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Dim Sum at Champagne Seafood Restaurant, San Mateo


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Dim Sum at Champagne Seafood Restaurant, San Mateo

charliemyboy | Mar 24, 2010 08:55 PM

Three hounds in search of dim sum delight ate today at Champagne Seafood Restaurant in San Mateo in the space formerly occupied by the gone but not forgotten Joy Luck Place.

The remodeled space, while not ornate, has a much warmer feel than JLP’s spare furnishings. The conversion of two rooms into one plus the high ceilings, ample natural light, and generous spacing between tables add a pleasant openness. Some JLP staff have stayed on with Champagne, including the hostess with the sort of spiky hairdo who was friendly and attentive.

Our meal included—

603. Chicken Feet with Black Bean Sauce
612. Tofu in Cane Sugar
614. Steamed Shrimp Dumpling (har gow)
615. Beef Ball in Broth
629. Egg Yolk Lava Bun
635. Baked Crispy Portuguese Egg Tart
642. Scallop Dumpling with Parsley
655. Rice Noodle Roll Stuffed with Fried Dough
Combination of Suckling Pig and BBQ Pork (not on menu)

The chicken feet were soft and tender but the flavor was milder and not as satisfying to me as at Oakland’s Restaurant Peony, the scene of most of my recent dim sum meals.

The har gow was tightly wrapped and nicely shaped but the texture was too uniform and the flavor lacking. The scallop dumplings scored better on both counts.

I enjoyed the suckling pig a bit more than what we had last week at Koi Palace ( It was a different part of the pig with larger bits of soft meat, lots of juicy fat, and a good solid after-taste. The BBQ pork served with it was at least as good.

The beef ball in broth had some nice crunchy parts and pleasing flavors.

The noodle roll stuffed with fried dough (my first ever) was light and airy but not flavorful enough to make me a convert to this dish.

The desserts were all very good. Wanting to save the sweets for last, I let my egg yolk lava bun get cold, so the dough was harder and the filling cooler than it ought to have been. In this state it wasn’t as enjoyable as the similar steamed egg and custard bun at Asian Pearl but I suspect it might have been just as good if eaten warm. There is also an “egg custard bun” on the menu at Champagne. If anyone has tried both of these please let us know the difference. I have uploaded (I hope— it’s my first time trying this) images of the two menu pages so perhaps a Chinese-speaking hound can advise of the difference between no. 629 and no. 631 based on the Chinese names.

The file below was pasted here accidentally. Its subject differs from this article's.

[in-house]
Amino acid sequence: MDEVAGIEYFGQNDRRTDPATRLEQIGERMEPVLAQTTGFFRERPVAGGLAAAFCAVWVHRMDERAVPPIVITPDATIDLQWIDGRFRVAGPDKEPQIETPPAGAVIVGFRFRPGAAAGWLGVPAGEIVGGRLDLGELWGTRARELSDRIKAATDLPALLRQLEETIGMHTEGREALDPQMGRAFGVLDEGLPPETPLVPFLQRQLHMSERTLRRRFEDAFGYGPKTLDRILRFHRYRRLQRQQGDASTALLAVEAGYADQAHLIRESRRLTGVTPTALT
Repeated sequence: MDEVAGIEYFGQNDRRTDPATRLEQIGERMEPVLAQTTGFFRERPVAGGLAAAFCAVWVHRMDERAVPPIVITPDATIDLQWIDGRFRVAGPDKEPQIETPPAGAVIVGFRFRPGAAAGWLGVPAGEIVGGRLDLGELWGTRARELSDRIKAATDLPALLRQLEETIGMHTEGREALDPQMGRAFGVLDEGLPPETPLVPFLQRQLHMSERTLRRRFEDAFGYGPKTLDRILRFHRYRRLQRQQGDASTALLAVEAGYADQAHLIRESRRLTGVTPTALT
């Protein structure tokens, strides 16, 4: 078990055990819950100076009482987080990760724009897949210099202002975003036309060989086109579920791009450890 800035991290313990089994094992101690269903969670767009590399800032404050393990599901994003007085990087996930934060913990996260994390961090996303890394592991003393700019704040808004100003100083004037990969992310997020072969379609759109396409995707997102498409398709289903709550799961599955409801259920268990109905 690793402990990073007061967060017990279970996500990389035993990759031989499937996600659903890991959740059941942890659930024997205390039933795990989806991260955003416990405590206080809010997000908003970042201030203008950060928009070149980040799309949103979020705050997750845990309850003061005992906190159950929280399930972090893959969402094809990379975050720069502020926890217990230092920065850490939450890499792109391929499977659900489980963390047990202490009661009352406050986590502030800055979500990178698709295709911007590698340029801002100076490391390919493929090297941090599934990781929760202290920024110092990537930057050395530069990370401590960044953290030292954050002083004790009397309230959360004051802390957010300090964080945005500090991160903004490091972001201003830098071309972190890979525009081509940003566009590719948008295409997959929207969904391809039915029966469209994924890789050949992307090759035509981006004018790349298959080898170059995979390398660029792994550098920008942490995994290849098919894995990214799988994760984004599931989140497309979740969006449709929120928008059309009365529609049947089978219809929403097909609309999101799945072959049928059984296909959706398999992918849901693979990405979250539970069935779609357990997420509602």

The tofu in syrup at first seemed clearly inferior to Peony’s version, which has a softer, more melt-in-your-mouth texture and a purer, stronger sugar syrup taste. But by the final mouthful I was beginning to think that Champagne’s less sweet but more complex flavor might actually be better, though the texture and overall effect were still not as good.

The last may have been the best. The small Portuguese egg tarts had a light, crispy crust and flavorful custard which was slightly burnt on top.

The service was the best I’ve had recently. The hostess recognized Pia and came by to say hello. She remained very attentive and brought us clean plates. When I mentioned I liked mustard she brought me my own portion. We did have to ask a second time to get our bill, however.

Less than a week after my prior dim sum experience I was privileged again to enjoy good food and good company. This could get addicting!

Koi Palace Restaurant
365 Gellert Blvd, Daly City, CA 94015

Peninsula Asian Pearl
1671 El Camino Real, Millbrae, CA 94030

Restaurant Peony
388 9th St Ste 288, Oakland, CA 94607

Champagne Seafood Restaurant
88 E 4th Ave, San Mateo, CA 94401

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